A leadership change is underway at the Great Lakes Water Authority - what comes next
DETROIT - The head of the Great Lakes Water Authority is stepping down from her post as director, following reports the water operator was aware of inoperable pumps ahead of a flood event that soaked much of Detroit and Dearborn, ruining basements and highways.
Sue McCormick's departure from the GLWA was accepted by the board on Wednesday, shortly after she sent a letter offering her resignation. The vacancy means a national search will be on for the next director.
Originally not the authority behind water regulation in the region, the GLWA's role has increased in both duty and importance in light of recent storm events that signify a growing intensity around severe weather due to climate change.
How the authority approaches the search for a new position will be pivotal in determining how the utility decides to mitigate future flood events in some of the area's worst-hit neighborhoods.
Concerns about flooding in Detroit are not that different from many other older cities in the Midwest and Northeast. Urban centers with older sewer systems are seeing increasingly common flood events due to aging infrastructure failing under the pressure from severe weather that's happening more frequently.
With so much impervious surface in these cities, the water has nowhere to go but into people's homes after stormwater pipes fail. Residents in Detroit know all too well what happens at that point. Some of the responsibility of managing future flood events will fall on the GWLA.
The water utility serves more than 100 communities in Michigan. It took over the role of managing the region's stormwater after signing a 40-year lease with the Detroit Water and Sewerage Department following Detroit's bankruptcy. It now operates structures like treatment plants and pumping stations.
McCormick had served as the authority's only director since 2015. In that time, she had many accomplishments, the DWSD director said, including updating the utility's bond rating and creating a sustainable assistance program for qualifying households.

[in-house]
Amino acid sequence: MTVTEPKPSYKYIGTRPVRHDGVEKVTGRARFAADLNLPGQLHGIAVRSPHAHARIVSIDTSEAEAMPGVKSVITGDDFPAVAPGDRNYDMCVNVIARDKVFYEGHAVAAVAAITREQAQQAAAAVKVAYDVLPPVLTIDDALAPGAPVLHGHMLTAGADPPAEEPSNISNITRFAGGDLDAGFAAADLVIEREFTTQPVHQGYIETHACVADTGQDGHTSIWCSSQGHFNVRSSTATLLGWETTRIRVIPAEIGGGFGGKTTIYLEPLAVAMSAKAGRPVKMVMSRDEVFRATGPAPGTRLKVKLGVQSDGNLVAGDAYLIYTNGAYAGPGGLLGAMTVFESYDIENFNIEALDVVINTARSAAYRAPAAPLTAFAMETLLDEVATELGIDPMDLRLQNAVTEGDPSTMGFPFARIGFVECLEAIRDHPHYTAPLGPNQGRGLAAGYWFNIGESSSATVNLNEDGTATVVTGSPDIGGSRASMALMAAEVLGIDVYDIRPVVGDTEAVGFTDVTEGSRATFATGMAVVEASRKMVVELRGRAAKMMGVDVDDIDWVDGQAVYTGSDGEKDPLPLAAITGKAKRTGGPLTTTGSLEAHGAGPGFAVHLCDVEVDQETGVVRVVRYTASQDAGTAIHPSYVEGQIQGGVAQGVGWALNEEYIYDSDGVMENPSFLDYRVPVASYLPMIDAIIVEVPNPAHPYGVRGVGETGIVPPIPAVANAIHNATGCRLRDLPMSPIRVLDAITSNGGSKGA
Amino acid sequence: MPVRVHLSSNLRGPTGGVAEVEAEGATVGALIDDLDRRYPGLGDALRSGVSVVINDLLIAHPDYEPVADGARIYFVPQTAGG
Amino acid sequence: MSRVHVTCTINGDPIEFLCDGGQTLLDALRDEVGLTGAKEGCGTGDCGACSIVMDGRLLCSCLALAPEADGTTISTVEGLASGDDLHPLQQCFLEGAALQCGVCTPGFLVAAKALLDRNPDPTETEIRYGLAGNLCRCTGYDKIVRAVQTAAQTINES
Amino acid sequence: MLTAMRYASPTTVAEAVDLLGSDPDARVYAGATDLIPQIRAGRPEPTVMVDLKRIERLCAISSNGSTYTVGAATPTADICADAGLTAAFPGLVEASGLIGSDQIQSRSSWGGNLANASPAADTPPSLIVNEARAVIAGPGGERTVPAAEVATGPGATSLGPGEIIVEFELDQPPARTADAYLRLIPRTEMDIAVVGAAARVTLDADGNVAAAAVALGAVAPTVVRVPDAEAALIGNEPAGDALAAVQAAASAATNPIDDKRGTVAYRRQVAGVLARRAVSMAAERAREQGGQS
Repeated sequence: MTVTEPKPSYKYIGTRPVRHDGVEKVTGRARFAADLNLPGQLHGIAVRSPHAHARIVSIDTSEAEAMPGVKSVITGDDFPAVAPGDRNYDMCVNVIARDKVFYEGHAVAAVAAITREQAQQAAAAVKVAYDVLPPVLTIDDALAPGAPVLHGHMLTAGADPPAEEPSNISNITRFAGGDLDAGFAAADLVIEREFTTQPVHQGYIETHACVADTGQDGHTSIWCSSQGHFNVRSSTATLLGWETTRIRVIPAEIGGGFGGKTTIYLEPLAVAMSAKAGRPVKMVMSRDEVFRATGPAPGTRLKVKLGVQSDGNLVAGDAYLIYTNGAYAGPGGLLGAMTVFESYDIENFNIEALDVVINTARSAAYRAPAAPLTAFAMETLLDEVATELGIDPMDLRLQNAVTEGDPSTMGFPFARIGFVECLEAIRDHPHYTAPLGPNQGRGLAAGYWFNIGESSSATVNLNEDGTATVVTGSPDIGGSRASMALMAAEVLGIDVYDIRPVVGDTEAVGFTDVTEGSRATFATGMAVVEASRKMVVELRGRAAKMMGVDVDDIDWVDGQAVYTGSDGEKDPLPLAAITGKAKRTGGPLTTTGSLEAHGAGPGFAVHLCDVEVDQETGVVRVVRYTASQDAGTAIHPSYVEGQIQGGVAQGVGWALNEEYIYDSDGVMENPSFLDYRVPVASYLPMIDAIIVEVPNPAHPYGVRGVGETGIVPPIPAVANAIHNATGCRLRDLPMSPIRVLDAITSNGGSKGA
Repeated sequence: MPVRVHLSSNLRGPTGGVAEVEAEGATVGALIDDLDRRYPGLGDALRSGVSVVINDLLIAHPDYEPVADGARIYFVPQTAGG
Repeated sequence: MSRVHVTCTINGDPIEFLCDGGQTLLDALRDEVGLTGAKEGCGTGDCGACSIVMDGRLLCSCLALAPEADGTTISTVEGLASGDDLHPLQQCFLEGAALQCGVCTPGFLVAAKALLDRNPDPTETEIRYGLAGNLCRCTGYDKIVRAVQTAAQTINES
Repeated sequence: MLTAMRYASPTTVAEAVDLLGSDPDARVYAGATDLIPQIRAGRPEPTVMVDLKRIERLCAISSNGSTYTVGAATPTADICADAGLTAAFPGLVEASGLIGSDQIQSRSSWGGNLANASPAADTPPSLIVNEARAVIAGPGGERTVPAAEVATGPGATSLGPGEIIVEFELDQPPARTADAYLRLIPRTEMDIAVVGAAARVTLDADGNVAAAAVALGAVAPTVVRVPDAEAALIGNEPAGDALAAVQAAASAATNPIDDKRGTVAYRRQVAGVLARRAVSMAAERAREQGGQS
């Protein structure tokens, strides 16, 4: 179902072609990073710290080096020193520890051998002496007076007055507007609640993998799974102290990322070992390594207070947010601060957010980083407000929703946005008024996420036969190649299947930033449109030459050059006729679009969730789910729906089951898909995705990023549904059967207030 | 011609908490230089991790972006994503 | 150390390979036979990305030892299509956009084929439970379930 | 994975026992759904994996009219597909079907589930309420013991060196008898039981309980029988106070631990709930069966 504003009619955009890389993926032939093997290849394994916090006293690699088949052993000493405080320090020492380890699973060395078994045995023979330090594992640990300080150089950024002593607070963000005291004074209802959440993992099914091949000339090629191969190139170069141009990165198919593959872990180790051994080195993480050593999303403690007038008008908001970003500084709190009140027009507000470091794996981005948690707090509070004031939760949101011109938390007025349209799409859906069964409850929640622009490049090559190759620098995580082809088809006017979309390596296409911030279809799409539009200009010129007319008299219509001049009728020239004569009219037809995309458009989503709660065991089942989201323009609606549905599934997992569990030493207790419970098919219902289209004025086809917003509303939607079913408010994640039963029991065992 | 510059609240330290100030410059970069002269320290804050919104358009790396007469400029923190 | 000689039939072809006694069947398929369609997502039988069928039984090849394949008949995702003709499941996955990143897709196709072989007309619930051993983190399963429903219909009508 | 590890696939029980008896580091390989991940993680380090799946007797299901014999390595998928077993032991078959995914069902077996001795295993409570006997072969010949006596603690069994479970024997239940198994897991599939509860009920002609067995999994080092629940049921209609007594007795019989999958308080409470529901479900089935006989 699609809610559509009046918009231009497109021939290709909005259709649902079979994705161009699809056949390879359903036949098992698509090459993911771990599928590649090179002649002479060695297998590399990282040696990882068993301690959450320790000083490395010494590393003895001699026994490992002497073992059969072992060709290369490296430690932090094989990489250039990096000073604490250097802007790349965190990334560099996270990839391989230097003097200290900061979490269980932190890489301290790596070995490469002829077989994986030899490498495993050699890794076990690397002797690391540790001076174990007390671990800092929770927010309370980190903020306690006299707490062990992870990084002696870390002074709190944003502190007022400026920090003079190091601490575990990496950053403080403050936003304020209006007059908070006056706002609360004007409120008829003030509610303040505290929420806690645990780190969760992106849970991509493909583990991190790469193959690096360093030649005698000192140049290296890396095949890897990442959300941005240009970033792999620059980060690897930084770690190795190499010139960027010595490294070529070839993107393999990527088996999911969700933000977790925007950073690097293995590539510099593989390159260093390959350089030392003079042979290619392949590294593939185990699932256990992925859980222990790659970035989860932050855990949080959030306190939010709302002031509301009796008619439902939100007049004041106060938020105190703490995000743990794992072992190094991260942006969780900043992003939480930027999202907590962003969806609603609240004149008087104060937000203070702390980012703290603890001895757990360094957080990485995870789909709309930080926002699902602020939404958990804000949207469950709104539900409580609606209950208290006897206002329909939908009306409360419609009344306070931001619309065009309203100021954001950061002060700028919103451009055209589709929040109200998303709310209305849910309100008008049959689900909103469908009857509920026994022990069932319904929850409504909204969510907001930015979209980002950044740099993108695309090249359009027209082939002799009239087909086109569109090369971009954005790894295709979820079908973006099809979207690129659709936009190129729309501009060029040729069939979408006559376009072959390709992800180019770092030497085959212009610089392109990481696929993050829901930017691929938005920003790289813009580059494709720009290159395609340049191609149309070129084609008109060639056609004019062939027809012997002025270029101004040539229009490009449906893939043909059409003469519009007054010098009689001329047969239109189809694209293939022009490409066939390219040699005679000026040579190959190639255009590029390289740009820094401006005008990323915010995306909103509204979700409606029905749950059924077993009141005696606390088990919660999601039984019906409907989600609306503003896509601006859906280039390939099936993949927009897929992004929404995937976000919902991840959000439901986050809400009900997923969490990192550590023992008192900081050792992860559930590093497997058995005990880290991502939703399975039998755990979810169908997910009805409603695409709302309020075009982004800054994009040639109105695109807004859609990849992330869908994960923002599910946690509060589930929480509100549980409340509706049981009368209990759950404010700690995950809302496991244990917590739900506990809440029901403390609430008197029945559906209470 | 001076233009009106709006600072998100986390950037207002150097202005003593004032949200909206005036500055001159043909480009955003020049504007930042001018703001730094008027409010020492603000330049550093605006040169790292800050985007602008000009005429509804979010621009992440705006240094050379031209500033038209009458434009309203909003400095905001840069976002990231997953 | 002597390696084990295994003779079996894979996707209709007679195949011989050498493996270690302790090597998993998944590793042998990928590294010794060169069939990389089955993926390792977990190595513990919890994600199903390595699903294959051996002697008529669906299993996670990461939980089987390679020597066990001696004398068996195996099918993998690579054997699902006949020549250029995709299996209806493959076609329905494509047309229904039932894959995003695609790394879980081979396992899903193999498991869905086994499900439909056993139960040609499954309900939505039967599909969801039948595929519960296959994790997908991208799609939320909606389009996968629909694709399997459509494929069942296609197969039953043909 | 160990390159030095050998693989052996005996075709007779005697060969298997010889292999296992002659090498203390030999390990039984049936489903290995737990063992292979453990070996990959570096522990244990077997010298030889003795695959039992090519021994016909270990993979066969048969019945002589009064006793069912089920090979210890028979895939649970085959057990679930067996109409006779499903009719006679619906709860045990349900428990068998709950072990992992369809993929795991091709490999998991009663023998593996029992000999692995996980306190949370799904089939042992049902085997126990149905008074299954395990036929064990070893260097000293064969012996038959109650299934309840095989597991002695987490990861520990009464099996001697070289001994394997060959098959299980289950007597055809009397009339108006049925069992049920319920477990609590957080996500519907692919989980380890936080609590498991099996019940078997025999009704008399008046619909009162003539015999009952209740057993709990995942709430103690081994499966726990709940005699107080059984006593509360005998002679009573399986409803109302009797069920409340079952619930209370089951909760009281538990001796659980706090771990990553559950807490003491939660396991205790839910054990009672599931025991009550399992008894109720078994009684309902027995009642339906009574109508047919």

"I think she had indicated that she has been leading this way since early June," said director Gary Brown
RELATED: Sue McCormick says she will resign from the GLWA
But not everyone is happy with McCormick. The Macomb County Public Works Commissioner chastised her for not doing enough at the time of flooding this year.
"I was pretty harsh about the whole thing because obviously there was some mismanagement that happened here," said Candice Miller
Of the 20 pump stations in the Metro Detroit area operated by the GLWA, only four were working at one point during June's storm. Additionally, the Detroit News has also reported that staff at the GLWA had been made aware of the pump's inoperable status days before the June 25 and 26 flooding.
However, they only notified the board and its director hours before the storms of the pump's status. A third-party contractor had apparently damaged the underground wiring that was providing power to the Freud pump station - which is responsible for pumping water away from the Jefferson Chalmers neighborhood.
RELATED: Residents of Detroit's Jefferson Chalmers neighborhood demand answers after severe flooding
McCormick had argued the pumps could still handle the predicted rainfall. That turned out to be not true when six inches fell on the city.
An investigation into the pump's failure has begun.